Practical and FashionableHandwoven Cloth Displays Charm of Traditional Chinese Craft
Zhang Ping January 9, 2017Comments(0) Post Your Comment E-mail Print Save

Zanhuang, a county in Shijiazhuang, capital of North China's Hebei Province, is known for its soft, durable handwoven cloth. Yuancun (a village in Zanhuang County) Handweaving Cloth Cooperative in recent years has strived to revitalize the traditional craft. The craft was added to the list of Hebei's items of intangible cultural heritage in 2013. Also that year, Hebei Department of Culture included the cooperative on the list of the province's experimental bases to protect intangible cultural heritage. Cui Xueqin, the third-generation inheritor of the craft and president of the cooperative, during the past decade has put a lot of effort into promoting the craft, and into helping local women attain greater wealth by selling their handwoven cloths.

Cui is proud of both her mother and grandmother. Wang Yuhong, Cui's grandmother, was the first-generation inheritor of the craft. She made the first loom in the village, and she taught many women how to use the loom to weave cloth.

Wang in 1951 adopted an orphaned girl, named Qin Xichen, who was then 12 years old. A few years later, Qin began studying how to weave cloth under Wang. Under Wang's guidance, Qin became the second-generation inheritor of the craft. 

"My mom moves her hands so nimbly when she weaves cloth that one can hardly believe she is 87 years old," says Cui. 

In 2006, Cui decided to fulfill her mother's wish to promote the craft's development. So, she returned home after she quit her job in downtown Shijiazhuang.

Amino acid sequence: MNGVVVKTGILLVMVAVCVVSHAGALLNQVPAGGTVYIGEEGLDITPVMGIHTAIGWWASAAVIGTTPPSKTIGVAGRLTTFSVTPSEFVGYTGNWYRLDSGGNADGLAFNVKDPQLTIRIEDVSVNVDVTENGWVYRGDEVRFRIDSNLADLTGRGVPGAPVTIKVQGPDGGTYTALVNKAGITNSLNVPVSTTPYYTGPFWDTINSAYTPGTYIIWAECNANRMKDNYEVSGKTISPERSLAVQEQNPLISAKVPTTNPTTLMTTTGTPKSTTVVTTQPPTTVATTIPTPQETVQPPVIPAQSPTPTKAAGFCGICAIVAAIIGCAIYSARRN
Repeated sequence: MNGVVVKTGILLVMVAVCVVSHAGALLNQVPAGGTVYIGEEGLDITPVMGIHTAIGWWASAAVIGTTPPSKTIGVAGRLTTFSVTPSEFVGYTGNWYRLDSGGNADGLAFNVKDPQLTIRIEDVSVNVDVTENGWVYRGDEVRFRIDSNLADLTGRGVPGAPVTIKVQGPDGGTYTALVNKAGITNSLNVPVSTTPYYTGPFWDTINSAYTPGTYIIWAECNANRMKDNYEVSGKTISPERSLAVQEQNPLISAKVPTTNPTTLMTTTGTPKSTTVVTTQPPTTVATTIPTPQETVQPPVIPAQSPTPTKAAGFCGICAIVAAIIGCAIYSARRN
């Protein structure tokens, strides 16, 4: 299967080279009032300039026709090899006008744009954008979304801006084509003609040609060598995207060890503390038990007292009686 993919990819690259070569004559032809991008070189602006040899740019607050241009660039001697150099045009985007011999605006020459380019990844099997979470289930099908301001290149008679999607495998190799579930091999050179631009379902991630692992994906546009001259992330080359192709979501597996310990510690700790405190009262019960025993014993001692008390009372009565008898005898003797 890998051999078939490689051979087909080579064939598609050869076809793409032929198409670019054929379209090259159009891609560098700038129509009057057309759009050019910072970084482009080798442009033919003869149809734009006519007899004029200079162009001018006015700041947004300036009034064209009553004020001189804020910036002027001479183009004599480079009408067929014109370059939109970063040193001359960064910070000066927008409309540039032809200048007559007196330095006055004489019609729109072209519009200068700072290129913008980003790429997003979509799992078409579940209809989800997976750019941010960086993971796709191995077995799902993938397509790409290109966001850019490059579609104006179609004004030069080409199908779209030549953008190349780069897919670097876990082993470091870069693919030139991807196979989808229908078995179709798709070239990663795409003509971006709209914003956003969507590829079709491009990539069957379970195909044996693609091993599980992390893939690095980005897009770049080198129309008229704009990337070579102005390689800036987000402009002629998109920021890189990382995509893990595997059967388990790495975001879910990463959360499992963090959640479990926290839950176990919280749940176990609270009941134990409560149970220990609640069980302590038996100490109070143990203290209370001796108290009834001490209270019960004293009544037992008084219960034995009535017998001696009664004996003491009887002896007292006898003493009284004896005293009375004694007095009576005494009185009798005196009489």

Under Qin's guidance, Cui and several villagers collected soil and tree leaves, which are used to dye the cloth, on the mountain near the village. 

Since dozens of years ago, when China began using machines in the textile industry, few people have woven cloth by hand. Therefore, Cui had a hard time preparing looms (to weave cloth) before she opened a store in  Shijiazhuang to sell cloth woven by Yuancun's residents. She went to dozens of villages, in several of Zanhuang's neighboring counties, to buy looms from the villagers. Eventually, she bought and repaired more than 350 looms. 

In August 2007, Cui established Yuancun Handweaving Cloth Cooperative in downtown Shijiazhuang. The cooperative is the only enterprise that produces and sells handwoven cotton products in China. As a result, Cui has become somewhat of a celebrity in Shijiazhuang. 

Given Cui and her employees' efforts to develop the business, the cooperative has evolved into an enterprise with an annual output value that exceeds 50 million yuan (US $7.69 million). The cooperative is known for its top-quality woven products, including clothing and bedding. The products have been selling well, both at home and abroad. 

The cooperative has a cloth-weaving factory and eight cloth-processing plants. The cooperative collects the woven products made by Yuancun's residents, and it processes the products before selling them. Given the sound development of Cui's business, she has been able to employ more than 2,500 villagers to work for her cooperative. 

Cui and her employees in recent years have invested much time and energy in developing the skills needed to make the crafts. To make the cloth, craftspeople must complete more than 70 complicated procedures, including collecting and spinning cotton, and dyeing and weaving cloth. 

"If you want to stay fit and be fashionable at the same time, wearing clothes made with our handwoven cloth is an ideal option. Why? Compared with machine-made cloth, our cloth is softer, and it does a better job of 'massaging' the skin and preventing static electricity," says Cui.

To meet people's aesthetic preferences, many craftswomen integrate traditional Chinese and Western cultural elements when they design patterns on cloth.

"We must use natural, pollution-free materials to produce our products, and we must guarantee the products' quality, so more people will receive the items' health benefits while they use them," Cui has reportedly told Chou Sha, her daughter. Chou is the fourth-generation inheritor of the craft.

(Executive Editor: GU WENTONG, Women of China English Monthly November 2016 Issue)

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